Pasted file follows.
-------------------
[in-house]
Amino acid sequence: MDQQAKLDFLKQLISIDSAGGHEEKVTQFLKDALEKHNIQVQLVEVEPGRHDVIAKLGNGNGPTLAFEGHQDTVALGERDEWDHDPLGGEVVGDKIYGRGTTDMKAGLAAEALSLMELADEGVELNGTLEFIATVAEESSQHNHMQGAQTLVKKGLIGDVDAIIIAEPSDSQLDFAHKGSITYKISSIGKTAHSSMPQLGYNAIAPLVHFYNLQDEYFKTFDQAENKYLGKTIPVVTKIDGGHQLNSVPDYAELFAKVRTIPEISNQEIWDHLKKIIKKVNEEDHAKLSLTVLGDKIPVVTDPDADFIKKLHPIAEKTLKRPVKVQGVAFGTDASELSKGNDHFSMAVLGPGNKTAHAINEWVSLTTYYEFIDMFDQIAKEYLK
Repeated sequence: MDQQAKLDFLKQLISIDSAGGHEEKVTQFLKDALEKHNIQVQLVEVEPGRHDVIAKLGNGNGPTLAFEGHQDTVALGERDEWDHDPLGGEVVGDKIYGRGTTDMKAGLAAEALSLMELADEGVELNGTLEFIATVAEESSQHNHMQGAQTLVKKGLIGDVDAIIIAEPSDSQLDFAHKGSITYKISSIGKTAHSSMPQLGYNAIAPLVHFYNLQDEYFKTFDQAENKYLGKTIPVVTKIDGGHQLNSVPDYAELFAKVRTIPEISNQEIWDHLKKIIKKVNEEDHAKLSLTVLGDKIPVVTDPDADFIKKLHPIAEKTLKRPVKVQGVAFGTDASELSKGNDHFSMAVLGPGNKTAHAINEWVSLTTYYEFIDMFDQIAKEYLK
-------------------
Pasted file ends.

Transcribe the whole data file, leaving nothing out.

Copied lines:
[in-house]
Amino acid sequence: MDQQAKLDFLKQLISIDSAGGHEEKVTQFLKDALEKHNIQVQLVEVEPGRHDVIAKLGNGNGPTLAFEGHQDTVALGERDEWDHDPLGGEVVGDKIYGRGTTDMKAGLAAEALSLMELADEGVELNGTLEFIATVAEESSQHNHMQGAQTLVKKGLIGDVDAIIIAEPSDSQLDFAHKGSITYKISSIGKTAHSSMPQLGYNAIAPLVHFYNLQDEYFKTFDQAENKYLGKTIPVVTKIDGGHQLNSVPDYAELFAKVRTIPEISNQEIWDHLKKIIKKVNEEDHAKLSLTVLGDKIPVVTDPDADFIKKLHPIAEKTLKRPVKVQGVAFGTDASELSKGNDHFSMAVLGPGNKTAHAINEWVSLTTYYEFIDMFDQIAKEYLK
Repeated sequence: MDQQAKLDFLKQLISIDSAGGHEEKVTQFLKDALEKHNIQVQLVEVEPGRHDVIAKLGNGNGPTLAFEGHQDTVALGERDEWDHDPLGGEVVGDKIYGRGTTDMKAGLAAEALSLMELADEGVELNGTLEFIATVAEESSQHNHMQGAQTLVKKGLIGDVDAIIIAEPSDSQLDFAHKGSITYKISSIGKTAHSSMPQLGYNAIAPLVHFYNLQDEYFKTFDQAENKYLGKTIPVVTKIDGGHQLNSVPDYAELFAKVRTIPEISNQEIWDHLKKIIKKVNEEDHAKLSLTVLGDKIPVVTDPDADFIKKLHPIAEKTLKRPVKVQGVAFGTDASELSKGNDHFSMAVLGPGNKTAHAINEWVSLTTYYEFIDMFDQIAKEYLK